It's seemingly ladies week in Japanese boxing with 3 female world title fights in just 3 days, the final of which is an IBF female Light Flyweight title defense by Japanese veteran Naoko Shibata (14-3, 4), who faces Mexican southpaw Maria Salinas (11-4-2, 4). The bout will be Shibata's 4th defense whilst Salinas is challenging for a world title for the second time, incidentally her first world title bout was also in Japan where she was out pointed by Etsuko Tada.
Aged 34 Shibata is one of the “elder-stateswomen” of Japanese boxing. Like a fine wine however Shibata has gotten better with age and has turned a faltering 9-3 record into her current 14-3 record, winning a world title in her third attempt, out pointing Alondra Garcia in November 2013, and keeping that title one way or another.
It's fair to say that Shibata hasn't been a sensational fighter, though wins over Garcia, Guadalupe Martinez, Ana Arrazola and Saemi Hanagata are certainly wins that deserve respect. Those wins have shown Shibata to be a fighter who has improved with the title around her waist. She has shown her heart and determination, her improving skills and her will to win, gutting out some real problems, especially against Hanagata, to retain her title.
Although not the best, or hardest hitting, or most skilful fighter out there Shibata is a good, solid all rounder who, as mentioned, has that real will to win. In fact it sometimes seems that she would be willing to go through anything to retain her title and continue being a world champion.
In Salinas we have a hungry young challenger. She's 26 and has been mixing with top tier competitive for the last 4 years. That run has seen her going 4-3-1 though has featured bouts with the likes of Esmeralda Moreno, Etsuko Tada, Jessica Nery Plata and Arely Valente. Although she's mostly lost to those top names she will have improved just by being in that type of company and she'll have improved so much from being the fighter that she once was,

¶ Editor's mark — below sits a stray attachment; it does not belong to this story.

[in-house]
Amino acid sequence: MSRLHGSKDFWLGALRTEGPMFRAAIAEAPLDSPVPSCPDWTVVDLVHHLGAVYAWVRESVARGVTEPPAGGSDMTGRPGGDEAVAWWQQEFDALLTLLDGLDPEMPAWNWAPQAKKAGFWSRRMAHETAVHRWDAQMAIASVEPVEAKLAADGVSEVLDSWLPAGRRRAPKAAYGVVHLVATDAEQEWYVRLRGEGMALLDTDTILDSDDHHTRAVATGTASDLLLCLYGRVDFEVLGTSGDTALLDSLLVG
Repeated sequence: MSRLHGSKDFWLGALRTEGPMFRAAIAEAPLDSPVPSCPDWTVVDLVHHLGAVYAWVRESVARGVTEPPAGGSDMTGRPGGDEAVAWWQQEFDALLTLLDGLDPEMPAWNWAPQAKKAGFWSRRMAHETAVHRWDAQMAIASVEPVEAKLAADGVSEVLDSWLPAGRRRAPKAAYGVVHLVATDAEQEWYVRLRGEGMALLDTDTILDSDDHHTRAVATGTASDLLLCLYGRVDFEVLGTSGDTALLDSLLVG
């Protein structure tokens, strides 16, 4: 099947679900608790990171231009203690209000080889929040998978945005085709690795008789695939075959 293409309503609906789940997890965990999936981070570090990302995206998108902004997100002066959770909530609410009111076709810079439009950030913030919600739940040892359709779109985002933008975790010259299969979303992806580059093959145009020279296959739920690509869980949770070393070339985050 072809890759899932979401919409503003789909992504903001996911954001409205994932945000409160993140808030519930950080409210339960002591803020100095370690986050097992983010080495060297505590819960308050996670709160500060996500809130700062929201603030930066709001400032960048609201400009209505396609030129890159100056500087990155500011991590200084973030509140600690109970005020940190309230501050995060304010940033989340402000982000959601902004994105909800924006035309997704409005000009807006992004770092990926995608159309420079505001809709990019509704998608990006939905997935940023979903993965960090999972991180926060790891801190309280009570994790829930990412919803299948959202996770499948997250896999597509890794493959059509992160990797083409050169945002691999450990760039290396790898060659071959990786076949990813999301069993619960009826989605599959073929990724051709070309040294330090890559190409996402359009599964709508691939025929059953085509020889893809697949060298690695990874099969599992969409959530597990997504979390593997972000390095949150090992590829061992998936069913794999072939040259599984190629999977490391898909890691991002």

In the ring Salinas isn't a puncher but is a good solid southpaw who has shown bravery on the road, especially in the loss to Tada. Sadly though she hasn't shown world class ability and her best achievement so far is becoming a 2-weight WBC Youth champion, claiming the title at 105lbs and 115lbs. Notably she has fought across all the lower weights, apart from Atomweight, and although she's growing it does seem like she could make anything from 105lbs to115lbs with no real issue.
Whilst Salinas has been up against some very capable fighters it does need to be said that sh has usually lost to the better ones. We suspect that will be the case again here with Shibata who we suspect will just refuse to lose in a bout that will be full of action but see the champion just out hustling the challenger over the scheduled 10 rounds.
The least significant of two world title fights this coming Wednesday sees WBO female Minimumweight world champion Kumiko Seeser Ikehara (7-1-2, 3) defending her title against fellow Japanese fighter Momoko Kanda (9-7-2, 3). On paper the bout looks farcical with a world champion defending their title against a fighter with a 50% win rate but in reality the bout should be a good one.
The 30 year old champion won the title back in August 2014 with a split decision win over Gretchen Abaniel. Since then she has defended her title twice, with both bouts ending early due to head clashes.
While Ikehara's last two bouts may have ended in less than brilliant fashion she is a world level fighter. She genuinely won a world title and is unbeaten in over 3 years, following a close loss in her second professional bout. That has seen her rise quickly through the ranks to the point where she is now a world champion and holds a notable victory over Saemi Hanagata, who has since challenged for a world title.